High school aged drivers and passengers have been found to buckle up more frequently in states that have primary-enforced seat belt, also called the popular ‘click it or ticket’ laws, reports HealthDay.com, citing an American Public Health Association news release.
The state of Virginia practices secondary-enforcement seat belt laws, meaning that a Police officer must witness another traffic violation before citing one for not wearing a seat belt. A primary law allows law enforcement to pull over and ticket the driver and passengers of a vehicle exclusively for not buckling up.
The American Journal of Public Health reports that primary seat belt laws decrease the rate of death in traffic collision.
The study examined information gathered in a 2006 National Young Driver Survey from 3,000 high school student drivers, and found that these teens were 12% less likely to buckle up as a driver, and 15% less likely to do so as a passenger than teens driving in states with primary-enforced seat belt laws.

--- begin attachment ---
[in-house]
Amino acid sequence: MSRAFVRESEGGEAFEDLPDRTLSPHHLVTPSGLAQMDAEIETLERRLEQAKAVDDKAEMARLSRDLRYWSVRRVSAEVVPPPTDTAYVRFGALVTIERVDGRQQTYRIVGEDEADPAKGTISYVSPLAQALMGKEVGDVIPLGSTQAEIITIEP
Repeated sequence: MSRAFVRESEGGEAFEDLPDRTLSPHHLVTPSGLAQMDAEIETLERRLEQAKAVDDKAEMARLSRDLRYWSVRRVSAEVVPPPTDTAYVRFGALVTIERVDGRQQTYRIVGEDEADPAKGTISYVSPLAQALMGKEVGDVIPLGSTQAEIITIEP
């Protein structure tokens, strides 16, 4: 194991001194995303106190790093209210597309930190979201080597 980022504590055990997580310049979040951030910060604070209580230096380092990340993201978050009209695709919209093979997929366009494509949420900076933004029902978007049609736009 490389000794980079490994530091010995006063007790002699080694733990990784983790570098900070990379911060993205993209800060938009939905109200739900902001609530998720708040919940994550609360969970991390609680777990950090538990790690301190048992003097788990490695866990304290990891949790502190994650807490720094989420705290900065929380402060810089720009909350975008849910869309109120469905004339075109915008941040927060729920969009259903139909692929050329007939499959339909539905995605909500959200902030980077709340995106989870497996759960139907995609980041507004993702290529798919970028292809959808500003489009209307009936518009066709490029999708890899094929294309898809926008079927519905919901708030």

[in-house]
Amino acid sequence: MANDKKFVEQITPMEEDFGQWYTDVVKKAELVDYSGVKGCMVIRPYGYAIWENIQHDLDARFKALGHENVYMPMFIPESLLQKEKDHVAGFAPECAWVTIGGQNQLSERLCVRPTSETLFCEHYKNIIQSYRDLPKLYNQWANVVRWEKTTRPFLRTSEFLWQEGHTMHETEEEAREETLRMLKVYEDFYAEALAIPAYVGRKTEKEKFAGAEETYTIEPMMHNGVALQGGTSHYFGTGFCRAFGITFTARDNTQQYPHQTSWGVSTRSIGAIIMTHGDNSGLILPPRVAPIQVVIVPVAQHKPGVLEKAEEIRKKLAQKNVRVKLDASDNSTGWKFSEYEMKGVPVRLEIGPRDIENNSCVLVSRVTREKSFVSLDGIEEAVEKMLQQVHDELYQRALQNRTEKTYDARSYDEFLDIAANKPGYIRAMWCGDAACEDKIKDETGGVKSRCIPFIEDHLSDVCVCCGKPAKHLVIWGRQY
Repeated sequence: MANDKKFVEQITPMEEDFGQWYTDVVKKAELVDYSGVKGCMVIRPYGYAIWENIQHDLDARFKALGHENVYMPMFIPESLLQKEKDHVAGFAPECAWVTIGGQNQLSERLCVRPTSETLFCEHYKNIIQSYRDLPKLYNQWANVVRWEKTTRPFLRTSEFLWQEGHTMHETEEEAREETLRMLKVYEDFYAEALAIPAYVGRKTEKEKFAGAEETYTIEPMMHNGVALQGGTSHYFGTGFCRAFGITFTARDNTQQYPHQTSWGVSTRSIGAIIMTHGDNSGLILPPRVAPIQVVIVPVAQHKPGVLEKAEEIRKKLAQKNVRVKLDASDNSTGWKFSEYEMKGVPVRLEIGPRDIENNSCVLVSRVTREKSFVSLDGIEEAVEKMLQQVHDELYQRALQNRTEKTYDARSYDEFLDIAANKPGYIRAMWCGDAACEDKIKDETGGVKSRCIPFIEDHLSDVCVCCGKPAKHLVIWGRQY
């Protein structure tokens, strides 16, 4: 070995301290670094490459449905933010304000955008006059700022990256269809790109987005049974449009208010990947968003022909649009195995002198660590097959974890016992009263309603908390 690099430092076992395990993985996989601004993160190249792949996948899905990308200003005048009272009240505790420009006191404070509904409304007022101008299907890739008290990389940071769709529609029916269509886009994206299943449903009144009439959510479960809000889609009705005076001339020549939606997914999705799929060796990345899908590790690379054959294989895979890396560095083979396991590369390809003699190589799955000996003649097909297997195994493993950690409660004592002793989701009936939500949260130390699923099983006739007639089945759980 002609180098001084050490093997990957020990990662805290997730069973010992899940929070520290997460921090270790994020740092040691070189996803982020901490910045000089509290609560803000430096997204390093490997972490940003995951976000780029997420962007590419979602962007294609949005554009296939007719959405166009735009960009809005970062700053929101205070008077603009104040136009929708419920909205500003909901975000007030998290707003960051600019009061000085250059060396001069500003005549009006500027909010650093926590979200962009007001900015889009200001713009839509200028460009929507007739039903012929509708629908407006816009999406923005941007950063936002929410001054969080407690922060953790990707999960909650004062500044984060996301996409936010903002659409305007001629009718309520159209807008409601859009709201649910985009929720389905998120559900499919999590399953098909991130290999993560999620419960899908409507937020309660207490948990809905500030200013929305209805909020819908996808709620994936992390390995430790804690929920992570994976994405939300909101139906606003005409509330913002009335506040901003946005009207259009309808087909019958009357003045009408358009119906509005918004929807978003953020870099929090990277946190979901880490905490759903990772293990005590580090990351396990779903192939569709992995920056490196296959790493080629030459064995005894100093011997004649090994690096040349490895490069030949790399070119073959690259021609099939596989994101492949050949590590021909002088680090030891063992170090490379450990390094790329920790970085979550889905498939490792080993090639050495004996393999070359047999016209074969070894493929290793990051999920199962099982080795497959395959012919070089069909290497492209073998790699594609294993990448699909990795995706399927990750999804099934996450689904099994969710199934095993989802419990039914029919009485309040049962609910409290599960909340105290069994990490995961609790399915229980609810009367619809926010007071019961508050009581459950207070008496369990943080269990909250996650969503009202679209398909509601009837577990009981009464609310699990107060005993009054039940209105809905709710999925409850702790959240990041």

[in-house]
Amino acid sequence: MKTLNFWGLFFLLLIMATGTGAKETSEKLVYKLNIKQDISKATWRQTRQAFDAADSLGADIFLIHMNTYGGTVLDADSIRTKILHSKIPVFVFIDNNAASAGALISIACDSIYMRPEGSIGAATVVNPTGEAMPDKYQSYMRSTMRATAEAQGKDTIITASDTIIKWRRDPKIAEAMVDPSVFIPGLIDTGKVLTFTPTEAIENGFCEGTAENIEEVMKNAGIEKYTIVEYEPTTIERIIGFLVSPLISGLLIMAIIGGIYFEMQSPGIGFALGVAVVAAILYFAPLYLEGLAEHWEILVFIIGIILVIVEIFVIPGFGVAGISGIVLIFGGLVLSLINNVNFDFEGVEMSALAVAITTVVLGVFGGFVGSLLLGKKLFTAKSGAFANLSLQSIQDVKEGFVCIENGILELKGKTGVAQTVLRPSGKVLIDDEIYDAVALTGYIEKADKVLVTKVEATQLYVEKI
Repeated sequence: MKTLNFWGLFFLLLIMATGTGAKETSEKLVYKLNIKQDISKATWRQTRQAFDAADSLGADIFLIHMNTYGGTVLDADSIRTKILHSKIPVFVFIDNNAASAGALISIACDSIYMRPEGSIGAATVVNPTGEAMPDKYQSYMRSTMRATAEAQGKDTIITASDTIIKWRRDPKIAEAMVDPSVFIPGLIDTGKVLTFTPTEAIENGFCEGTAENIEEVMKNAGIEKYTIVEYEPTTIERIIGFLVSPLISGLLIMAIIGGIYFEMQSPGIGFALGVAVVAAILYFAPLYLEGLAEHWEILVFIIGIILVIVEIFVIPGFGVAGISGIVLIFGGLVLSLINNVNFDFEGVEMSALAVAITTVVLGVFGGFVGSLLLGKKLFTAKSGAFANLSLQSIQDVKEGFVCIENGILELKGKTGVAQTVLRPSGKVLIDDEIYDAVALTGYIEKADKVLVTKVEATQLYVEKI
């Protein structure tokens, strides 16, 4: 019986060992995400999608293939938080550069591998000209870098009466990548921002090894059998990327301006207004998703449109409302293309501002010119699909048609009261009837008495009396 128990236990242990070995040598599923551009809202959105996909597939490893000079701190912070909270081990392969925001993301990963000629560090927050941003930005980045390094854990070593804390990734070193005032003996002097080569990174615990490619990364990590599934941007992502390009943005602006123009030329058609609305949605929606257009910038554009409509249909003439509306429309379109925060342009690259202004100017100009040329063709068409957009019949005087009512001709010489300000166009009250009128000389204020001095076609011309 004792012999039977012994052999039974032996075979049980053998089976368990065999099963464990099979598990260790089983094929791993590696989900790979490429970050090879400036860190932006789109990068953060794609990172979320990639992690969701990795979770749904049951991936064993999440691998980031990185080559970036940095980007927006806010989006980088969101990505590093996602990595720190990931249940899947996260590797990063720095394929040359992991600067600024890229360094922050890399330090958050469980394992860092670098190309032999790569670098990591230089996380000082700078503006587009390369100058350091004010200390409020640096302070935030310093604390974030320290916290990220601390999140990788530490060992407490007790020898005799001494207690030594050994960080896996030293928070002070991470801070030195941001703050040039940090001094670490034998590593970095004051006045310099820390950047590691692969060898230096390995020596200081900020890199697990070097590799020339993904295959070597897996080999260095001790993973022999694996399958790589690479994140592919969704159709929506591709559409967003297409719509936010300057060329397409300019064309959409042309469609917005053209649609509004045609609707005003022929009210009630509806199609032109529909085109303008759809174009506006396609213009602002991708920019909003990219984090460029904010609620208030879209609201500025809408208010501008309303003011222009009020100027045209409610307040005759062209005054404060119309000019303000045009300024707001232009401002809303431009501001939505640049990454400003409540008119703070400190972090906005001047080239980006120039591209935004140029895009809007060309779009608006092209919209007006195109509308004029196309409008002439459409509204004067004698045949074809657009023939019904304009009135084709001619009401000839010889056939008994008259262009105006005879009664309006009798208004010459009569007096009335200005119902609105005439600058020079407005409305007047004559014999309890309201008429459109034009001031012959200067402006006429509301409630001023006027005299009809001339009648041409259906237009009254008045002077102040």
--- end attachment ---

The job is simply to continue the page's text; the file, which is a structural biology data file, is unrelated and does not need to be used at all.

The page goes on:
The study, led by Dr. J. Felipe Garcia-Espana of the Center for Injury Research and Prevention at the Children’s hospital of Philadelphia, also found that students that were academically challenged, rural, black, or drove pick-up trucks had exceptionally lower rates of seat belt use.
Perhaps it is time for Virginia to take a second look at their secondary-enforced seat belt laws for the good of our state’s teen drivers.
If you or your teen has been injured in a motor vehicle accident, you need the experience of Parrish Law Firm, PLLC to protect your driving freedoms. Please call us at 703-906-4229 today, or contact us for a free initial consultation.